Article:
Tony Velleca shares why the cloud can help combat cybercrime

Tony Velleca shares why the cloud can help combat cybercrime


Thinking like a hacker, implementing cloud-native extended detection and response, and partnering with managed security services providers helps businesses to protect their critical assets, says CyberProof CEO

Rebecca Gibson |

Corporations now store 60 per cent of their data in the private, public or hybrid cloud, according to a survey published by Statista in 2022. This figure has increased 30 per cent since 2015 as more enterprises shift their IT infrastructure and other critical assets from on-premises data centres to the cloud to capitalise on the productivity, efficiency, performance, accessibility and other benefits it offers. And this growth is set to continue in 2023 – Gartner, for example, forecasts that worldwide public cloud spending will rise 20.7 per cent from 2022 to hit $591.8 billion this year. 

Although migrating to the cloud is advantageous for many reasons, it can also introduce new security challenges, according to Tony Velleca, CEO of advanced managed detection and response service provider (MDR) CyberProof.  

“Chief information officers (CIOs) are driving cloud migrations, but they don’t typically consult with the chief information security officers (CISOs) to understand how this will impact the organisation’s security posture,” he says. “Often, this means they continue using the same legacy security solutions, which were only designed to protect assets stored in on-premises or local data centres and are therefore unable to safeguard anything stored in the cloud. This increases their exposure to attacks.”   

Businesses are also operating an increasing number of endpoints in the public cloud, which has further expanded the potential attack surface.   

“In the past, all of an enterprise’s critical assets were contained within their on-premises data centres or within their own IT network, so there were fewer gaps for hackers to breach,” says Velleca. “Today, we have a growing number of endpoints, including everything from computers and phones to connected internet of things (IoT) and operational technology devices, such as smart meters, self-driving cars, aircraft, sensors on equipment in hospitals or oil refineries, and more. Most of these endpoints are connected to applications that run in the public cloud, which has introduced new vulnerabilities and made it more difficult for businesses to secure their own assets.”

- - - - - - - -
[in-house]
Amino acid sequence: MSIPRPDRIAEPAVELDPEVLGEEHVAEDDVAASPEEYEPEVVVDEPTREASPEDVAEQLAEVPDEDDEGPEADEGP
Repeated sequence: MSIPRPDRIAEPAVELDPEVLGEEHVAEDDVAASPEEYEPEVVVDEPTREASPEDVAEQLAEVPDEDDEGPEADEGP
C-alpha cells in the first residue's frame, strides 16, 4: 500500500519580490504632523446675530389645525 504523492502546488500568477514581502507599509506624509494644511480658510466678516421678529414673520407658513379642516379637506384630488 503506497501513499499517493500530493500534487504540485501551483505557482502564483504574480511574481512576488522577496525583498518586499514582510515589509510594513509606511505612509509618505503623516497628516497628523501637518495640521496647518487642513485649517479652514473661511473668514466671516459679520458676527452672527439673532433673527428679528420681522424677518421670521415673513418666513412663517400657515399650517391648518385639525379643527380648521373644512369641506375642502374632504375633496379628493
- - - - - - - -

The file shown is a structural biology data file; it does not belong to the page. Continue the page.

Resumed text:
Predicting that the number of cyberattacks will continue to rise as more organisations transition to the cloud and the number of endpoints grows exponentially, Velleca advises businesses to rapidly re-evaluate their security operations centres (SOCs). 

“Every organisation will inevitably be hacked at some point, so it’s vital that they can quickly block these attacks before they cause real operational, financial or reputational damage,” he says. “To do this, they should implement solutions that can continuously analyse threat data and rapidly trigger automated alerts or responses in the event of a breach. However, they must ensure they are implementing the right tools to protect the right assets.”  

Velleca recommends that enterprises start by identifying the biggest operational threats and determine how they could negatively impact the business. Next, they should analyse their entire ecosystem to pinpoint any potential vulnerabilities that cybercriminals could exploit to cause those operational issues.   

“The key to developing robust and highly effective security solutions is to think like a hacker,” he explains. “If businesses take a threat-centric approach and identify potential operational issues and the multiple ways criminals could breach their data or systems, they can proactively create specific detection and response playbooks for each scenario.” 

CyberProof’s unique use case factory methodology can help enterprises to do this.